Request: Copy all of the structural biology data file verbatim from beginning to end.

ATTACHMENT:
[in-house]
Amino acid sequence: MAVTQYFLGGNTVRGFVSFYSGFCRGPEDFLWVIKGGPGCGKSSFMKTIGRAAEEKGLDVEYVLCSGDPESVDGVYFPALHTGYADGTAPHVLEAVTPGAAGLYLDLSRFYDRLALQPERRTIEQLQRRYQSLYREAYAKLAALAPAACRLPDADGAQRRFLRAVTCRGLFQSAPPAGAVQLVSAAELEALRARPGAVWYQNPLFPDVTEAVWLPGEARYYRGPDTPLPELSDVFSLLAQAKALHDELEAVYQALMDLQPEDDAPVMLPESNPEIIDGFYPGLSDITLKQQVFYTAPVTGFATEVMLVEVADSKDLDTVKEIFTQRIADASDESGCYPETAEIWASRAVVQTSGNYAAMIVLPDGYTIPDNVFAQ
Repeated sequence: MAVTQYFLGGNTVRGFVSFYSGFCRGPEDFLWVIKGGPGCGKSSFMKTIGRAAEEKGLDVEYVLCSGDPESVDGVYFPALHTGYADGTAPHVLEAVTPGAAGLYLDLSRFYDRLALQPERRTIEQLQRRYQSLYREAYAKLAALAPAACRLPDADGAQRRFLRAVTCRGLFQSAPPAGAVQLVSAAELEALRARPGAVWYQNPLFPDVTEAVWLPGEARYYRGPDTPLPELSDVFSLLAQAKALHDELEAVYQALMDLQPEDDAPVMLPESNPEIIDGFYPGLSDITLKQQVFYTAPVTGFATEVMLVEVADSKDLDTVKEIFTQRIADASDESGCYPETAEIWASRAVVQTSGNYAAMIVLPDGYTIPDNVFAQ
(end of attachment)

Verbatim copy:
[in-house]
Amino acid sequence: MAVTQYFLGGNTVRGFVSFYSGFCRGPEDFLWVIKGGPGCGKSSFMKTIGRAAEEKGLDVEYVLCSGDPESVDGVYFPALHTGYADGTAPHVLEAVTPGAAGLYLDLSRFYDRLALQPERRTIEQLQRRYQSLYREAYAKLAALAPAACRLPDADGAQRRFLRAVTCRGLFQSAPPAGAVQLVSAAELEALRARPGAVWYQNPLFPDVTEAVWLPGEARYYRGPDTPLPELSDVFSLLAQAKALHDELEAVYQALMDLQPEDDAPVMLPESNPEIIDGFYPGLSDITLKQQVFYTAPVTGFATEVMLVEVADSKDLDTVKEIFTQRIADASDESGCYPETAEIWASRAVVQTSGNYAAMIVLPDGYTIPDNVFAQ
Repeated sequence: MAVTQYFLGGNTVRGFVSFYSGFCRGPEDFLWVIKGGPGCGKSSFMKTIGRAAEEKGLDVEYVLCSGDPESVDGVYFPALHTGYADGTAPHVLEAVTPGAAGLYLDLSRFYDRLALQPERRTIEQLQRRYQSLYREAYAKLAALAPAACRLPDADGAQRRFLRAVTCRGLFQSAPPAGAVQLVSAAELEALRARPGAVWYQNPLFPDVTEAVWLPGEARYYRGPDTPLPELSDVFSLLAQAKALHDELEAVYQALMDLQPEDDAPVMLPESNPEIIDGFYPGLSDITLKQQVFYTAPVTGFATEVMLVEVADSKDLDTVKEIFTQRIADASDESGCYPETAEIWASRAVVQTSGNYAAMIVLPDGYTIPDNVFAQ